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Norman Finkelstein, infamous for his extreme anti-Israel sentiment, spoke at our University for over two hours about Israel, Gaza and his vision for the future. Casting specific politics aside, it is disheartening to see what this event shows about the state of discourse on our campus.

There is certainly much to learn from Finkelstein. Despite questions about the integrity of his scholarship, he is an accomplished orator who succeeds in conveying his impassioned — if controversial — message. However, when Finkelstein rose to speak, he was hailed as a peaceful, mainstream speaker of the truth and not as the radical he truly is. It goes without saying that maintaining a diversity of ideas and perspectives on campus is laudable. However, to claim his vitriol as part of mainstream discourse is unfounded and dishonest.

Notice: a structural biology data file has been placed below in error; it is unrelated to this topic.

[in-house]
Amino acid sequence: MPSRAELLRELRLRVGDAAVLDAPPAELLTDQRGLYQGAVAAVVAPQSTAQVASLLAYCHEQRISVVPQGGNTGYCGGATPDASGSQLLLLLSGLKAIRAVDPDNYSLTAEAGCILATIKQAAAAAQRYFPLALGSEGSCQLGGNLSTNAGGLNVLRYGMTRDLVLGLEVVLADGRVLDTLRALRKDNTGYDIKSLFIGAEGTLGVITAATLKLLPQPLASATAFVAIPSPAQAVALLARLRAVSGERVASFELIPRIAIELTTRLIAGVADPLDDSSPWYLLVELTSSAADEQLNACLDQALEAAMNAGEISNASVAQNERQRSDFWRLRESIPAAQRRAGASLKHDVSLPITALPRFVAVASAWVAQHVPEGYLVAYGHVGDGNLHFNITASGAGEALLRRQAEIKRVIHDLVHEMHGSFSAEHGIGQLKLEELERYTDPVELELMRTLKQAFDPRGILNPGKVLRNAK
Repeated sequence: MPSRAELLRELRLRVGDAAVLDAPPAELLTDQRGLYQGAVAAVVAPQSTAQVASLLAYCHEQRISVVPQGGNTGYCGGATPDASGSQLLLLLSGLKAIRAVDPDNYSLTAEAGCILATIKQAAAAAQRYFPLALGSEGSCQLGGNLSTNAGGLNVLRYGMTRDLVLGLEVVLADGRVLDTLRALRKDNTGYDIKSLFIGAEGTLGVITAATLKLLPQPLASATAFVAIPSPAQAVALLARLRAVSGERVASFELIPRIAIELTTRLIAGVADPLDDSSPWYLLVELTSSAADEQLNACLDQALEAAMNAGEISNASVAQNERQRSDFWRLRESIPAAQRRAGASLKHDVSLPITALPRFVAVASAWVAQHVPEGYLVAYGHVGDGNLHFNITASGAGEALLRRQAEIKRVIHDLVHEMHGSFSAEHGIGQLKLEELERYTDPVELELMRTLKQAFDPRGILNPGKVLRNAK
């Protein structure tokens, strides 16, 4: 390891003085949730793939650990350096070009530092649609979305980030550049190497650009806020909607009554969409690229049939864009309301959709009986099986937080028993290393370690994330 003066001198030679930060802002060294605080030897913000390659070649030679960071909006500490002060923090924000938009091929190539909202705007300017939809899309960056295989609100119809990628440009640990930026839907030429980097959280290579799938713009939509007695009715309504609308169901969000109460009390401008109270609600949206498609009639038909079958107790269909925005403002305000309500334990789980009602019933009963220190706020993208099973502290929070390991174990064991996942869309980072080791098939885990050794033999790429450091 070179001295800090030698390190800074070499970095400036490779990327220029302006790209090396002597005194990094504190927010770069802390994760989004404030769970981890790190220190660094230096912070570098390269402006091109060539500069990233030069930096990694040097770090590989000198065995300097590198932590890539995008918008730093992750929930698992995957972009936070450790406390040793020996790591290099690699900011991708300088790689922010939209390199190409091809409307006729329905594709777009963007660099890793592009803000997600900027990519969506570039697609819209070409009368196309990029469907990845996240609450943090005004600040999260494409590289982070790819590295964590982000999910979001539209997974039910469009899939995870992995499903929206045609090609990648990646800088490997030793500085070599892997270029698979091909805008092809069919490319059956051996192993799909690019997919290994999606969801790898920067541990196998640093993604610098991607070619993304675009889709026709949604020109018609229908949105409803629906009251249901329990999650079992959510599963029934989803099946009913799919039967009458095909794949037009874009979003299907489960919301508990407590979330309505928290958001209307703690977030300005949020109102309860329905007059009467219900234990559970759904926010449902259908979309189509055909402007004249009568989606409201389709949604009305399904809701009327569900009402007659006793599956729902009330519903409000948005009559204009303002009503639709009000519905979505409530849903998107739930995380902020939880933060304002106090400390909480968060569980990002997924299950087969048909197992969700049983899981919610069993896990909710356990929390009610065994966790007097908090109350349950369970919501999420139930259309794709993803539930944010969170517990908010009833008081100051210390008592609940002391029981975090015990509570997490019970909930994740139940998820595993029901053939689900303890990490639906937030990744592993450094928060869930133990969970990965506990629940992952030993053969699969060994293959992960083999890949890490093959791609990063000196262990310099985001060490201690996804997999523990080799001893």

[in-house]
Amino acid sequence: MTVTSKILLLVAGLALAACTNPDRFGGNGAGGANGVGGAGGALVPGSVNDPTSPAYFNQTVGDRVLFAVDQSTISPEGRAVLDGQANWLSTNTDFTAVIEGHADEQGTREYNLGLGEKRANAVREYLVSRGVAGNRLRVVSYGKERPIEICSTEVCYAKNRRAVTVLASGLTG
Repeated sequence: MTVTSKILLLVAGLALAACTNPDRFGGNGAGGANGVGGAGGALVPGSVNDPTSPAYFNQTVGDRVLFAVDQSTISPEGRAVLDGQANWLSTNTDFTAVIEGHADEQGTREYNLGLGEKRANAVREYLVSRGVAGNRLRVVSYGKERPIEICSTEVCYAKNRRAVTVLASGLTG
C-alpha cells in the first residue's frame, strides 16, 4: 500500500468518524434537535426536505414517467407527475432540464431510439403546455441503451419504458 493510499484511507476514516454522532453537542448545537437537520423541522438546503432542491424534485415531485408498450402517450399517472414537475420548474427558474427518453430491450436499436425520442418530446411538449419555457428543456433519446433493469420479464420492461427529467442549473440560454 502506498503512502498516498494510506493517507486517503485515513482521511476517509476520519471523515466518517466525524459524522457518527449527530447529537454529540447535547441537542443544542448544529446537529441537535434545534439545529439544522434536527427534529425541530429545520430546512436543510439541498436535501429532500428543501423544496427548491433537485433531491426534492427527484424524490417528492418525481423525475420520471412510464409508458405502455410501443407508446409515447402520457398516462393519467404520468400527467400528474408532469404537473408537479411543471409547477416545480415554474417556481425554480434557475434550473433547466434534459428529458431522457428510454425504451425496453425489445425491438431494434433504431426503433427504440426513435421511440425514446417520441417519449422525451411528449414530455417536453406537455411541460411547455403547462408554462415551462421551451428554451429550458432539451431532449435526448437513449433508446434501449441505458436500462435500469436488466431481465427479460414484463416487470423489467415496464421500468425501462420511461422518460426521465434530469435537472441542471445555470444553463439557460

It seems that discussion of the Israeli-Palestinian conflict on campus has come to resemble a caricature of the political discourse in the non-academic world. We have taken perceived facts and extended them to hyperbolic extremes. We seem unsatisfied with moderation or even with honest attempts at finding peace. Has moderate discourse lost its place in Penn’s ivory tower? Is support for Palestinian nationhood suddenly tantamount to unabashed hatred of Israel? Bring Finkelstein to our campus, but call a spade a spade and acknowledge extremism for what it is.

-- Lisa Felber The author is a Wharton freshman.

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